Our experience with both the training and veterinary sides of the dog world gives us a unique knowledge of how to raise confident puppies.
Although golden retrievers are generally a very stable, outgoing breed, they still need to receive plenty of socialization and exposure to different environments. We believe that a huge amount of learning takes place before the puppies ever set foot out of the whelping box, and we try to maximize this precious period of time with them.
When a puppy is born, it immediately begins to learn about the environment. Most of their education for those first few days is based on smell and touch, which allows them to nurse and to begin to learn how to navigate amongst their siblings. We also take advantage of this very touch-sensitive time to begin to introduce them to human touch and human smells. We make sure to touch all of their feet, ears, tails, and muzzles to give them a very early jumpstart on handling training. Our litters are all born in our homes, so that we can be with them as much as possible, both to help mom out and to ensure that they are progressing as they should be.
At about 2 weeks of age, the puppies begin to gain some more senses. Their eyes will start to open, and their ears will start to pick up on sounds. At this time, we will start playing the radio or the TV softly in the background, let the puppies hear recordings of dog show sounds, and let them hear the sound of a vacuum cleaner a few rooms away. At around 4 weeks, the puppies are starting to get much stronger and have an easier job moving around. We will start to expose them to different surfaces and to puppy adventure boxes and agility equipment. When they are exposed to new and potentially alarming changes in environment at this age, surrounded by littermates, they learn to explore with boldness and confidence.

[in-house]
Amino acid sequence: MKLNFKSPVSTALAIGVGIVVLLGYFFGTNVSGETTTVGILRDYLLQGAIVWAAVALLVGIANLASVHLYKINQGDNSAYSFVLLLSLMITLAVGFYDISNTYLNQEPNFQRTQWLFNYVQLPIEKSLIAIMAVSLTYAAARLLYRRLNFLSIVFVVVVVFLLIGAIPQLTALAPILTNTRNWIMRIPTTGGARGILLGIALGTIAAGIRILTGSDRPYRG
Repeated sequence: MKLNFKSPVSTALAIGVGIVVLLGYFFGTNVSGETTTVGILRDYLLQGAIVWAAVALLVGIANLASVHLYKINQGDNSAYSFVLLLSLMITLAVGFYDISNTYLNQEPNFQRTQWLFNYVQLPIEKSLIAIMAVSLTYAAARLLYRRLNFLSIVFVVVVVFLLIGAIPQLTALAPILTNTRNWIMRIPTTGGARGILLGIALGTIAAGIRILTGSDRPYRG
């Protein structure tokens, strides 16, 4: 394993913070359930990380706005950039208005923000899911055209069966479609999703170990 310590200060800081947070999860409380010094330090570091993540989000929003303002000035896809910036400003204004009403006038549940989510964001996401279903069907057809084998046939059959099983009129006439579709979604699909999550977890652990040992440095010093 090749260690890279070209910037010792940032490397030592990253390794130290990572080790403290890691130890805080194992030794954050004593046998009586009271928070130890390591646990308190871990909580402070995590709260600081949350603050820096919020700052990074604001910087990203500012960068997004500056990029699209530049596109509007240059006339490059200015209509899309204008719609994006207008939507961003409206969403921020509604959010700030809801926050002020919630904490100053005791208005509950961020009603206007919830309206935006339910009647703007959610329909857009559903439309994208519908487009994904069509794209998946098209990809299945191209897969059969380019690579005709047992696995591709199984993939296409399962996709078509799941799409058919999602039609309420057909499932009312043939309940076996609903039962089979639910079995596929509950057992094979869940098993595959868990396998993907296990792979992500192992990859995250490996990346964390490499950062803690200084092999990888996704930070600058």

As the puppies keep getting bigger and stronger, we continue to challenge them at age appropriate levels. They will start to go outside to feel the sensation of grass, gravel, concrete, and other surfaces. They will continue to get handled multiple times a day, and exposed to new and different people, including children. They will also get a chance to see dogs of different shapes and sizes, but always dogs that we know are healthy, vaccinated, and safe for the puppies to be around. The puppies will have had colored ribbons to identify them, and those will be switched over for collars. This very early introduction to the sensation of a collar will simplify the introduction to leash walking. Puppies will also get the chance to go for car rides, and to see that the world goes beyond the house and the yard.
By providing our puppies with a solid start in exposure and socialization, combined with early vet care and quality nutrition, we can set them up for optimal success when they go on to their forever homes. For puppies who go into a training program, this kind of work will continue for as long as they are in our care. For those who go home at 8 weeks of age, we will provide each new home with information on how to safely continue to socialize their new family member.